We don’t think about cancer screenings when we feel healthy. But even if you are, you should still see a doctor regularly to make sure you stay that way. According to the Georgia Cancer Center at Augusta University, that also includes regular cancer screenings, which can help find cancer well before you experience any symptoms. Here’s a quick guide:
Colon cancer: If you’re over age 50, your health care provider may recommend one of several tests every few years, from a colonoscopy to a double contrast barium enema. You can start by identifying your different types of prostate cancer risk factors by taking this Healthy Colon Quiz.
Oral cancer: Don’t skip those twice-a-year checkups. Your dentist will examine your mouth and tongue for signs of oral cancer, including sores, red or white patches, bleeding or loose teeth.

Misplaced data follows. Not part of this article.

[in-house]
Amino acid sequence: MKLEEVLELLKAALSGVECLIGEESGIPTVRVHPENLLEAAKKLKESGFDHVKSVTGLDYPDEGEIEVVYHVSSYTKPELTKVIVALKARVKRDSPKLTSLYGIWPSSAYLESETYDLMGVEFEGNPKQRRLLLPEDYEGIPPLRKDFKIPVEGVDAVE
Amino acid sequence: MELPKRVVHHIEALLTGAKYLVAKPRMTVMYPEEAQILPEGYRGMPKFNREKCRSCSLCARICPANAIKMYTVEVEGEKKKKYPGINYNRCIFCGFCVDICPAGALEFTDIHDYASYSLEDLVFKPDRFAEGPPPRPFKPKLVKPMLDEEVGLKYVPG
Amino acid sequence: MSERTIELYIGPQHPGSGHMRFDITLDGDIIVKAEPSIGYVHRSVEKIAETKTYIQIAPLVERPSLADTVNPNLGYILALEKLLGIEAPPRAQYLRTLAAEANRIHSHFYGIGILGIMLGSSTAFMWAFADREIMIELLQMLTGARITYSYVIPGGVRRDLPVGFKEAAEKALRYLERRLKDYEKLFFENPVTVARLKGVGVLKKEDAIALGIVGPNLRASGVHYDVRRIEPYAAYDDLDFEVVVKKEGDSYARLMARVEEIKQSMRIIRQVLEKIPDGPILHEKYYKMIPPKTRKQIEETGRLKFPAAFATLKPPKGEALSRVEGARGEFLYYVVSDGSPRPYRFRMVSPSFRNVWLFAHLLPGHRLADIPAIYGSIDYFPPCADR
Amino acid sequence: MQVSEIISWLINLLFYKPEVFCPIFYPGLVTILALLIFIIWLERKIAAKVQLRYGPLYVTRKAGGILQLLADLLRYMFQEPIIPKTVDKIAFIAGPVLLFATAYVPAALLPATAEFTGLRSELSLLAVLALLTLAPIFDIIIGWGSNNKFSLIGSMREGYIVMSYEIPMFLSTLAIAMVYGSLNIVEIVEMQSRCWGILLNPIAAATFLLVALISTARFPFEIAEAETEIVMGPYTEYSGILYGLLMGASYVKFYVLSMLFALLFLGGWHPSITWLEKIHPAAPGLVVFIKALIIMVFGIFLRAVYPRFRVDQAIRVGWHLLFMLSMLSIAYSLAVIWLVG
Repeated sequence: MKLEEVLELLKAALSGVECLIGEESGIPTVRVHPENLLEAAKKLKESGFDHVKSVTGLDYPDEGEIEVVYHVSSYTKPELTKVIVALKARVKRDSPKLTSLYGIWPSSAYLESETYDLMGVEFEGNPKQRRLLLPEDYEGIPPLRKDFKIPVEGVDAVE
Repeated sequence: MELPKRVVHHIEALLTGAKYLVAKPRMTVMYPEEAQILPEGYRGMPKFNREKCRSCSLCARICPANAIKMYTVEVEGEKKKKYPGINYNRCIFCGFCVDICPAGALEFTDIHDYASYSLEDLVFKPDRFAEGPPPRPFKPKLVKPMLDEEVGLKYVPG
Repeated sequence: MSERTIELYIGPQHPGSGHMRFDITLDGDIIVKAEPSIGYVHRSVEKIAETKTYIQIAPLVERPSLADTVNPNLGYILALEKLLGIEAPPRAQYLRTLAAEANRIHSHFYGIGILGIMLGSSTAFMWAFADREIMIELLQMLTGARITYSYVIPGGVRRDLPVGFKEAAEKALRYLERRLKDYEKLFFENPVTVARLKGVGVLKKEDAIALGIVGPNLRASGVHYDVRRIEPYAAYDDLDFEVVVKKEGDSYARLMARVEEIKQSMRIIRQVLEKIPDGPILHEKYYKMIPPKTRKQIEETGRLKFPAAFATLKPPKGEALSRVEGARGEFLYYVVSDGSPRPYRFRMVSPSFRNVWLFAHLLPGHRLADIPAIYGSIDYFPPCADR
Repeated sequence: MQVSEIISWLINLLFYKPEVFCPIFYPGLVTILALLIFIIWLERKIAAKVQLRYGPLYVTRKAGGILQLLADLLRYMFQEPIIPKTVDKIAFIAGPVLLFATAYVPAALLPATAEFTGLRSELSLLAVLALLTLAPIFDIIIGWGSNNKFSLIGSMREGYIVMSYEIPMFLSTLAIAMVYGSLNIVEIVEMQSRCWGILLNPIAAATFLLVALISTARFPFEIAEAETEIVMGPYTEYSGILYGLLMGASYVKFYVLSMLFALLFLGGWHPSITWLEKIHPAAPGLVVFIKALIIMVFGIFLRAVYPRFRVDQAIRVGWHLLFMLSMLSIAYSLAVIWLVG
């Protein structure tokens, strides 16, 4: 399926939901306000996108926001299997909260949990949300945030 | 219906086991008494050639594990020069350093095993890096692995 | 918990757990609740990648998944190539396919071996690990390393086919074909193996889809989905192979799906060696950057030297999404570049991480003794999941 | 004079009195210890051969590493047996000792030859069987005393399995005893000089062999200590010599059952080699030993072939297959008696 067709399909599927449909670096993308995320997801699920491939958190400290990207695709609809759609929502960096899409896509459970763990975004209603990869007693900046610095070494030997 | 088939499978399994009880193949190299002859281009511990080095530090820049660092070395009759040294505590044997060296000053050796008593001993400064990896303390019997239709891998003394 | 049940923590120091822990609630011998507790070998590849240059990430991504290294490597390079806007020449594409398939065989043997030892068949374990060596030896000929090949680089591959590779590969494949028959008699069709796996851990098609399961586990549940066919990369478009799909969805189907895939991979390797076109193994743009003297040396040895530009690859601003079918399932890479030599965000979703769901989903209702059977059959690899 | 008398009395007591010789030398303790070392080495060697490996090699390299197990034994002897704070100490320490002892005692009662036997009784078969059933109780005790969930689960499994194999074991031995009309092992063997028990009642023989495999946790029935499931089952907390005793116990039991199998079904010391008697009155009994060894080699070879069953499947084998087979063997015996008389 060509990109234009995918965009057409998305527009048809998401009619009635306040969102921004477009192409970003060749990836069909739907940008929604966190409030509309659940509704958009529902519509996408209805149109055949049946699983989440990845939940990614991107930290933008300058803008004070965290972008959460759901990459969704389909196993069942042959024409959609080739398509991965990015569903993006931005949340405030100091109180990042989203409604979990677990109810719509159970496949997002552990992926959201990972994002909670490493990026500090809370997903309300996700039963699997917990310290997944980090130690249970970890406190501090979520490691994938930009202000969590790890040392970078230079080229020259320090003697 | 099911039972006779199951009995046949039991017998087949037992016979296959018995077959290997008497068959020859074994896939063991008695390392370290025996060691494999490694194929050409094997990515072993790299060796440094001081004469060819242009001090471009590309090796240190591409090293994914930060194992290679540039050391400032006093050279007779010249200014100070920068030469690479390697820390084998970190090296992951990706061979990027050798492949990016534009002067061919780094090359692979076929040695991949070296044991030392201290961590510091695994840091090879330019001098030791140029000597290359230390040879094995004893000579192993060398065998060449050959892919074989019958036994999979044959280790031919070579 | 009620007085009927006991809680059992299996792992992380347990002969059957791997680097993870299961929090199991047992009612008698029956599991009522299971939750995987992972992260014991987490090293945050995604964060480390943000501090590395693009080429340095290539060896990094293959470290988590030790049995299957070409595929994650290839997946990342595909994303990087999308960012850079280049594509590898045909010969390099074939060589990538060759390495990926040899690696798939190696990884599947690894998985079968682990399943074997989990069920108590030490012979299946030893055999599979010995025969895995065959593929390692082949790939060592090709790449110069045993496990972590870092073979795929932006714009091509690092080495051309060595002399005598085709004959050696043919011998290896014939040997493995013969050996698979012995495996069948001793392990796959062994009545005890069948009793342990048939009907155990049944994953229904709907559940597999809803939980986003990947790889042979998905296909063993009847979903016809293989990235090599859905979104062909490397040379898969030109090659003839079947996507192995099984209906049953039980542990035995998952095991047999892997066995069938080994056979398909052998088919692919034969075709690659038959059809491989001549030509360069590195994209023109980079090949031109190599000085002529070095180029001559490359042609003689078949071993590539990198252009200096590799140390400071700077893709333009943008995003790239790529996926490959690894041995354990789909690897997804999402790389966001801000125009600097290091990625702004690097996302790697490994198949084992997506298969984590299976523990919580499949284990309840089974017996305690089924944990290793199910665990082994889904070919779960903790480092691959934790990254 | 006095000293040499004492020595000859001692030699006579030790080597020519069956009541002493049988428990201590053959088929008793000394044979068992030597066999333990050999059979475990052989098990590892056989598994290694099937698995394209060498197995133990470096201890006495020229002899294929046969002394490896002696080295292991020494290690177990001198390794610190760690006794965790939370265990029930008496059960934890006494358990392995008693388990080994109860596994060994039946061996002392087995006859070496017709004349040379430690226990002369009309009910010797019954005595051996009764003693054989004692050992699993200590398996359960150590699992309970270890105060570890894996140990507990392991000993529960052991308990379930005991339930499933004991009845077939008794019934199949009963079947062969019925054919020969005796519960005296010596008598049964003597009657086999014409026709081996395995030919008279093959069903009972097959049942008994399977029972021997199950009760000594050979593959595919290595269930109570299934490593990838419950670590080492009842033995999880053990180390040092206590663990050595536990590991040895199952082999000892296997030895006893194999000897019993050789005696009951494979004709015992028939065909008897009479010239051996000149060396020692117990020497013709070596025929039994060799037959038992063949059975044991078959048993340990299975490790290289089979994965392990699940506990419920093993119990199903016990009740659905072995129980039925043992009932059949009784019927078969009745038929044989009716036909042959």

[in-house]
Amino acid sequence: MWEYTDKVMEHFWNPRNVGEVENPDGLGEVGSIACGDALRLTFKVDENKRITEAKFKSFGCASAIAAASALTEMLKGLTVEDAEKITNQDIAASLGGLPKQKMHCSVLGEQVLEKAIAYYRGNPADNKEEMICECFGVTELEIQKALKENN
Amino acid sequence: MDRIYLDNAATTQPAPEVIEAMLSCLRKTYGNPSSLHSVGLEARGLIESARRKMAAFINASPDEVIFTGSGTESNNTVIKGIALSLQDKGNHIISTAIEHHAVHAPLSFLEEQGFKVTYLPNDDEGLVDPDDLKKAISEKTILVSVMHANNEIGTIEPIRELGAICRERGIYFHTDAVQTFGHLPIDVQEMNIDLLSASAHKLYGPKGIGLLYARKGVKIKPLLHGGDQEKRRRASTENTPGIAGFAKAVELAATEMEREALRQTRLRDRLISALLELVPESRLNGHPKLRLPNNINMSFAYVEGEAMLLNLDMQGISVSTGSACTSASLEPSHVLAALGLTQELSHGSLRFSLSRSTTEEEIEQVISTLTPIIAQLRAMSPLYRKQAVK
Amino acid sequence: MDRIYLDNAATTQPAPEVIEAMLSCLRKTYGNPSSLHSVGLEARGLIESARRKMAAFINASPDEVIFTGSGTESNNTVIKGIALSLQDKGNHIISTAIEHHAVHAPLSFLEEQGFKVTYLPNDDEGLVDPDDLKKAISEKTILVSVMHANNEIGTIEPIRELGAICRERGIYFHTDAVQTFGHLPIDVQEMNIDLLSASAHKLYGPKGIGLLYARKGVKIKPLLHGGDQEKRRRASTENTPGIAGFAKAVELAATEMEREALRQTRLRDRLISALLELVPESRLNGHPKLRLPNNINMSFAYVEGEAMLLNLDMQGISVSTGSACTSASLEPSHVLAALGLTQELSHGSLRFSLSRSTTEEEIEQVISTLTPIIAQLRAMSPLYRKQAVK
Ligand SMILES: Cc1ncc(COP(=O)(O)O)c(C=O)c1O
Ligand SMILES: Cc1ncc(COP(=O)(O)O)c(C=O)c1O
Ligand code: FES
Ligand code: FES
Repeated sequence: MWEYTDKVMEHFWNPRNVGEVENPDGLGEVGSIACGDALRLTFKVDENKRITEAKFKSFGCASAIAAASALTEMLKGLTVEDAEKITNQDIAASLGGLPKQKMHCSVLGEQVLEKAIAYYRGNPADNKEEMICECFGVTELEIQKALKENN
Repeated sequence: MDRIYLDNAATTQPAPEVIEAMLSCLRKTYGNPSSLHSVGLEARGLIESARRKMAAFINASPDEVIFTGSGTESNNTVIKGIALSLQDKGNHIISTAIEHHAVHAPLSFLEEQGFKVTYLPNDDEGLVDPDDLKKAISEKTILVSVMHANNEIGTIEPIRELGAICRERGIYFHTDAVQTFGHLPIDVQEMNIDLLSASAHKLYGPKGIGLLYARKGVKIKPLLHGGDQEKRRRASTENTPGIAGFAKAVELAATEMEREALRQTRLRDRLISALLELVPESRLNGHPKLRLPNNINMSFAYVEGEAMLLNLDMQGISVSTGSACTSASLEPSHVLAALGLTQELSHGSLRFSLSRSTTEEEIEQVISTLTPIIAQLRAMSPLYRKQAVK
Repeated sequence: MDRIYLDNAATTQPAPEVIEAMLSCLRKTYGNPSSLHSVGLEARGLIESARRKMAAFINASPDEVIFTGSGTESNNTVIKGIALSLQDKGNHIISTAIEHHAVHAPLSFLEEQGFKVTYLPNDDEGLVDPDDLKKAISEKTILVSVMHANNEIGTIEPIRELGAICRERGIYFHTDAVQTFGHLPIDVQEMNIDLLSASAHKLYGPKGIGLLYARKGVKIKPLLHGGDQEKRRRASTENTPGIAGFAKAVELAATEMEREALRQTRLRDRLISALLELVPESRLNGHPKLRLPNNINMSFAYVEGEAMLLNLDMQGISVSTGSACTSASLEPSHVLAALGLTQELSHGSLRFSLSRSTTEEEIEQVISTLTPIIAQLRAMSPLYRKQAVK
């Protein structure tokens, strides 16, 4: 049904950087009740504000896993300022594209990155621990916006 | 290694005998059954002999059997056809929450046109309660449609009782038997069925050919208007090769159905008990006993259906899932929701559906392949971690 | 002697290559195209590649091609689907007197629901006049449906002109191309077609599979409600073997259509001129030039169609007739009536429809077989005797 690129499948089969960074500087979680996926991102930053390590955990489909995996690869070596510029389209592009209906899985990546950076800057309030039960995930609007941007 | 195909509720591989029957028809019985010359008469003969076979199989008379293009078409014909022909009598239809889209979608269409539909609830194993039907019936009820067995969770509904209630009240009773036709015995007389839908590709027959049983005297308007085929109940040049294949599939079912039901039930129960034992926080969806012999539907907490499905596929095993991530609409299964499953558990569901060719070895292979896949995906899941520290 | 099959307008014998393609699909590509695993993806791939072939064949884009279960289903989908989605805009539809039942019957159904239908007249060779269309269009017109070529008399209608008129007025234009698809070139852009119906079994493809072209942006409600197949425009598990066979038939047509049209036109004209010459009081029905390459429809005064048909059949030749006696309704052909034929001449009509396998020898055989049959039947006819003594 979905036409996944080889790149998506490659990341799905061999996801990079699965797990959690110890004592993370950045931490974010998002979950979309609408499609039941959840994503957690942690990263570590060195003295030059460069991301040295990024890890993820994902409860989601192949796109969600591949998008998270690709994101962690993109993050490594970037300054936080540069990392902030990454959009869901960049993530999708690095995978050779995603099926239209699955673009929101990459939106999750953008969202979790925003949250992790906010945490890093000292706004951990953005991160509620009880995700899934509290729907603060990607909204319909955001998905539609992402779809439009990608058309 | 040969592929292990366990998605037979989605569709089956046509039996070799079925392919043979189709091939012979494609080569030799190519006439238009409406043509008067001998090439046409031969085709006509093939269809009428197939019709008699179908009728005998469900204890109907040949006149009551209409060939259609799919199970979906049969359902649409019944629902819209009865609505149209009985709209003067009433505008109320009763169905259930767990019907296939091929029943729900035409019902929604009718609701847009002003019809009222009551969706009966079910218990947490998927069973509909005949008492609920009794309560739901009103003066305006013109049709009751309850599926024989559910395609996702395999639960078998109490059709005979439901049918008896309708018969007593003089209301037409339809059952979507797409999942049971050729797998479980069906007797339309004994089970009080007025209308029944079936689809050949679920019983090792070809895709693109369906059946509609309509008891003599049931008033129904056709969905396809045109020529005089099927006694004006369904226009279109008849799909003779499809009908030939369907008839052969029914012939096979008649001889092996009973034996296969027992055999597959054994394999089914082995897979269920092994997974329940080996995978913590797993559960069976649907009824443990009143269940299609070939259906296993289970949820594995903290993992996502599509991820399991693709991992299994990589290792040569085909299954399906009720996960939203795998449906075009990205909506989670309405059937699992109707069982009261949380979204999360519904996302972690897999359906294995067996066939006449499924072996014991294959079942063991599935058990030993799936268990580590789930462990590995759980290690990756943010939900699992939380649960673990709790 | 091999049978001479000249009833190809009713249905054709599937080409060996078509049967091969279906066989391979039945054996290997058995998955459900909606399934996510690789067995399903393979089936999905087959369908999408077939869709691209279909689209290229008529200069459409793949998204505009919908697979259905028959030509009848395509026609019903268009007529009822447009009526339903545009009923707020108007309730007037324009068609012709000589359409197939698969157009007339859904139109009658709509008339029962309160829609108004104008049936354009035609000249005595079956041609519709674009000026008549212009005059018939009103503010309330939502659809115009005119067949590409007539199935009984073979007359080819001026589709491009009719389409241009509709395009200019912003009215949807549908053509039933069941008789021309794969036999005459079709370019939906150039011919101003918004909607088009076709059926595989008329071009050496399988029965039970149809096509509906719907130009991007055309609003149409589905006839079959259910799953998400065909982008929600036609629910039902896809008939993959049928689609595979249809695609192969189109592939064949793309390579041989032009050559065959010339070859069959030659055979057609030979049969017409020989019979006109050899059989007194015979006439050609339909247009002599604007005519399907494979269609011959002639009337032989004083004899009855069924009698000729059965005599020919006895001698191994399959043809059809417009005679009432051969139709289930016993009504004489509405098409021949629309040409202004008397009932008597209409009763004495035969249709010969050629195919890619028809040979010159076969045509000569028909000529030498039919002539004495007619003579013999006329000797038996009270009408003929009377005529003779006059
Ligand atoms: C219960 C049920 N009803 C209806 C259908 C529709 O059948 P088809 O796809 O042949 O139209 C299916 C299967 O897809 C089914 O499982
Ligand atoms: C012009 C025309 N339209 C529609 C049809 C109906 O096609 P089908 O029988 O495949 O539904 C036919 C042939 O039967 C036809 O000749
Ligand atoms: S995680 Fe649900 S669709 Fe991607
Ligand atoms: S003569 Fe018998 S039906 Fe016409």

Prostate cancer: Screening tests include a digital rectal exam (DRE) and prostate-specific antigen (PSA) blood test, and they’re usually performed together. The DRE is a physical exam, while the PSA test is a simple blood test. Screening usually starts at age 50, but ask your doctor to see if you should be tested. You can start by identifying your different types of prostate cancer risk factors by taking this Healthy Prostate Quiz.
Skin cancer: Starting at age 20, have your dermatologist or other provider check your skin every three years. You should also be checking your skin and existing moles for any changes.
Testicular cancer: Your healthcare provider may do an exam as part of a regular checkup, but you should also perform monthly self-exams starting at age 15 (testicular cancer is the second most common cancer in the teen years and the most common cancer for men ages 20 to 34). Your provider can explain in detail how to do them, but self-exams involve feeling each testicle for lumps, hardening, or enlargement.